States' rebellion against Real ID grows

An $11 billion price tag and fundamental privacy and security fears are leading state legislatures to protest the Real ID tag. In Washington, Congress may change the law to keep Congress out of state duties like issuing driver's licenses.
Written by Richard Koman, Contributor
A battle royal between the states and the federal Department of Homeland Security is gathering steam. The revolt is over the Real ID Act, which would require states to issue new high-tech driver's licenses but provides no funds for the expensive makeover. The revolt started in Maine, but about a dozen states are taking some form of legislative action against the law, the AP reports.

The rebellious states include Arizona, Georgia, Hawaii, Massachusetts, Missouri, New Hampshire, Oklahoma, Utah and Wyoming, and now New Mexico.

In Santa Fe, a memorial opposing the Real ID Act sponsored by House Majority Leader Ken Martinez has cleared the House and is pending in the Senate.

"There seems to be universal disdain, no matter where you sit on the political spectrum, for the federal law that requires states to implement the Real ID Act through their motor vehicle departments," said Martinez, a Grants Democrat.

And the opposition is not purely on financial grounds, although that is a huge part of it.

"It's the whole privacy thing," said Matt Sundeen, a transportation analyst for the National Conference of State Legislatures. "A lot of legislators are concerned about privacy issues and the cost. It's an estimated $11 billion implementation cost."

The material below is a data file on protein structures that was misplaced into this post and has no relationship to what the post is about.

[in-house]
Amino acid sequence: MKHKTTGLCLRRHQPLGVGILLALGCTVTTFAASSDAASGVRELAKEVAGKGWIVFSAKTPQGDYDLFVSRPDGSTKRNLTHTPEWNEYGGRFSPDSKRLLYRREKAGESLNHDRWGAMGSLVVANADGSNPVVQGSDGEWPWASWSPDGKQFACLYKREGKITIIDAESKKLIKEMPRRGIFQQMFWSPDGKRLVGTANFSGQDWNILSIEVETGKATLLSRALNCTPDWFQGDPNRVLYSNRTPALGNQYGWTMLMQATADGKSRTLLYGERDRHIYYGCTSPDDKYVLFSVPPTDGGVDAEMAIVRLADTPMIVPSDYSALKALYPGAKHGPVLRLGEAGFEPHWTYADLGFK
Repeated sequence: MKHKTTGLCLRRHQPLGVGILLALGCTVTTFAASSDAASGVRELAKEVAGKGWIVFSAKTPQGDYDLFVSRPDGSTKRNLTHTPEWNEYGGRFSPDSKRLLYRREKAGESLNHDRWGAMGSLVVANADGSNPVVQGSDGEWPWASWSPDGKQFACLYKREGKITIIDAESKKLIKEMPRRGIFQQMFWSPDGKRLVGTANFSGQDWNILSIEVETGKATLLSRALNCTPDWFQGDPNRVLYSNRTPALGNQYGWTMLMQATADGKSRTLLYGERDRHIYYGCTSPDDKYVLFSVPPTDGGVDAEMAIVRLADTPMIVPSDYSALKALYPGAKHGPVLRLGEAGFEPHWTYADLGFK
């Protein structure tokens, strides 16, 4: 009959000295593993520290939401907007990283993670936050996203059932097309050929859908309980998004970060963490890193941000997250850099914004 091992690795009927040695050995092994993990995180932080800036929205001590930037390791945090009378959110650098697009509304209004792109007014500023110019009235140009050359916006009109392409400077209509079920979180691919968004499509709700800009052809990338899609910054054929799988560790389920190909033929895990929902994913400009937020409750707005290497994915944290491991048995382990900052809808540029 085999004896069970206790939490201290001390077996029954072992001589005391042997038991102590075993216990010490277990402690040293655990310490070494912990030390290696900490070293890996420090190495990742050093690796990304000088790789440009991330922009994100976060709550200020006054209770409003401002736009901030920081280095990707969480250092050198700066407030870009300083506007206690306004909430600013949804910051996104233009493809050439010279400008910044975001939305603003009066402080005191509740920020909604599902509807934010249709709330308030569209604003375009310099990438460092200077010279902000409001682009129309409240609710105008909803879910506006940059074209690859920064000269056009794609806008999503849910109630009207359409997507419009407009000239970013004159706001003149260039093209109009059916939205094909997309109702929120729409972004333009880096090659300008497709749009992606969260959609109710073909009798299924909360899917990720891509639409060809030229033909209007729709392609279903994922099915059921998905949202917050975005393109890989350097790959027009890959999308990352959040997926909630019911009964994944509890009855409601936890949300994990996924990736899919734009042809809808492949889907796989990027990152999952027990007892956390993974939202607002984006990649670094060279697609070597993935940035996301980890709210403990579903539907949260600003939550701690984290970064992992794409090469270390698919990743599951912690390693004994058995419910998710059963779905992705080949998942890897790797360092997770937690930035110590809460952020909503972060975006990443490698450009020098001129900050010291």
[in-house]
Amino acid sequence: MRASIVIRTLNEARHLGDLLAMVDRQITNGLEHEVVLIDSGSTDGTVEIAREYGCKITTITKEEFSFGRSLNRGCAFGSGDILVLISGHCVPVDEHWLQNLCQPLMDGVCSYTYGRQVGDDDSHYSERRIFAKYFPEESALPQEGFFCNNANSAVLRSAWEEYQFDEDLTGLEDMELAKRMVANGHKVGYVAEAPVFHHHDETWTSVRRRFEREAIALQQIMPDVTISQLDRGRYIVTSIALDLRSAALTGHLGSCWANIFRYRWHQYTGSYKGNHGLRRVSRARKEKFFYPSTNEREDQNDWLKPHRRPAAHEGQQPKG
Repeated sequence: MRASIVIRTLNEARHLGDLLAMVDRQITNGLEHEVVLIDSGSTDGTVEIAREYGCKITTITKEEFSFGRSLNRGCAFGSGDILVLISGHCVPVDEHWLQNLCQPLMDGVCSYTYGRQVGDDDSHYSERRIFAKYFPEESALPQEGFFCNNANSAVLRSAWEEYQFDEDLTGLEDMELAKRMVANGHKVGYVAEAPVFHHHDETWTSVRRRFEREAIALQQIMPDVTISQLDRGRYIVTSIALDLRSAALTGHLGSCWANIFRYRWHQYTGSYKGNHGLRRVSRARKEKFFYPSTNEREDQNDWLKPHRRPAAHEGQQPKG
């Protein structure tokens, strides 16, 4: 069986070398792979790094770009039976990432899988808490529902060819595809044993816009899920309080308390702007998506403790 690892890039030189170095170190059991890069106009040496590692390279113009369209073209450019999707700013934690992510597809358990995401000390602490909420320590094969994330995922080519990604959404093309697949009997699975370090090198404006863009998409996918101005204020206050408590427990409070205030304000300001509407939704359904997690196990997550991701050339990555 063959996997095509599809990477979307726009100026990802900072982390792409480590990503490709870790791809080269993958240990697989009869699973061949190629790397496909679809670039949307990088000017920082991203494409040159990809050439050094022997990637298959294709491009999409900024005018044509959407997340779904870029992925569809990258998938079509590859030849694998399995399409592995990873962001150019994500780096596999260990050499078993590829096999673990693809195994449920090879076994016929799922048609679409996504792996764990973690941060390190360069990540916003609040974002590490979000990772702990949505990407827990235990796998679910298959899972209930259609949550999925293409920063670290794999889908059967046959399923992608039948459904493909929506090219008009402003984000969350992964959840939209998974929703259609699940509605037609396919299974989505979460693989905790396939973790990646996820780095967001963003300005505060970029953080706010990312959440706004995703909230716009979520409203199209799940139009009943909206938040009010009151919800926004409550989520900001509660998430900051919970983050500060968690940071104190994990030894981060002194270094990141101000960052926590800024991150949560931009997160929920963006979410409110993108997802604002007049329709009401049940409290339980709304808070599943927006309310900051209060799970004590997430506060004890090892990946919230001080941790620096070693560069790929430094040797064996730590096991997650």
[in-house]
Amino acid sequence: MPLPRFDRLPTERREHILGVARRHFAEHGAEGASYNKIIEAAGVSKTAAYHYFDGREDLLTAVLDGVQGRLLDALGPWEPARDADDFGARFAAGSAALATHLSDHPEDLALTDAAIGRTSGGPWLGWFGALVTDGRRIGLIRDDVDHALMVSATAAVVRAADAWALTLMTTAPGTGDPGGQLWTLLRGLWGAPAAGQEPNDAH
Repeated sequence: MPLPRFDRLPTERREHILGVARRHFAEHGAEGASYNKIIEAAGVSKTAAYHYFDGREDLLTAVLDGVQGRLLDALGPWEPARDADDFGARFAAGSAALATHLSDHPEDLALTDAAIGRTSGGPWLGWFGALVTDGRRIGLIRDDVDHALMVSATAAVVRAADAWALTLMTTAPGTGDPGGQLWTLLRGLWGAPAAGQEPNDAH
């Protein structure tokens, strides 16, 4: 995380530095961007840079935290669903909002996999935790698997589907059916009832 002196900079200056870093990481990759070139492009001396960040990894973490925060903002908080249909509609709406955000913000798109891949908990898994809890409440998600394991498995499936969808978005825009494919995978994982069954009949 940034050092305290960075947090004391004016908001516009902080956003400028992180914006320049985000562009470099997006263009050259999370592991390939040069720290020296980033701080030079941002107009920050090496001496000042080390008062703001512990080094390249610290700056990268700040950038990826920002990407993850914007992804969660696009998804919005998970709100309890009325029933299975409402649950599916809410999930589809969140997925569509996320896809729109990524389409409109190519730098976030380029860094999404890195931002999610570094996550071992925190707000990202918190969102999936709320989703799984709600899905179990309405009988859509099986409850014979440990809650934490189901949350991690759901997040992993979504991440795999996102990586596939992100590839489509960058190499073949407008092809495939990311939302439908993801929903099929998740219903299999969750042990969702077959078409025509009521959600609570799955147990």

One of the key opponents is Missouri state Rep. James Guest, a Republican, who formed a coalition of lawmakers from 34 states to file bills that oppose or protest Real ID.

"This is almost a frontal assault on the freedoms of America when they require us to carry a national ID to monitor where we are," Guest said Saturday. "That's going too far."

Guest proposed a resolution last week opposing Real ID and said he expects it quickly to pass the Legislature. "This does nothing to stop terrorism," he said. "Don't burden the American people with this requirement to carry this ID."

Many of the state resolutions are non-binding. It's tough for legislators to swallow the sanctions that come with not obeying the law. But with a political seachange in Washington and a Democratic Congress, a change may come at the federal level.

Republican Sen. John Sununu of New Hampshire, along with Democratic Sen. Daniel Akaka of Hawaii, filed a bill last year to repeal the law. Sununu expects similar legislation will be introduced soon. "The federal government should not be in charge of defining and issuing drivers' licenses," Sununu said in a statement.

Rather than making Americans safer, some privacy advocates believe, the law fundamentally compromises security.

Barry Steinhardt, a lawyer with the American Civil Liberties Union, said the Real ID ordered by Congress would require a digital photo and probably a fingerprint on each driver's license or state-issued ID card. That, he said, will make it more valuable to identity thieves because the ID card will be accepted as much more than a driving credential.

"It's going to be a honey pot out there that's going to be irresistible to identity thieves," Steinhardt said. "The victim is never going to be able to undo this," Steinhardt said.

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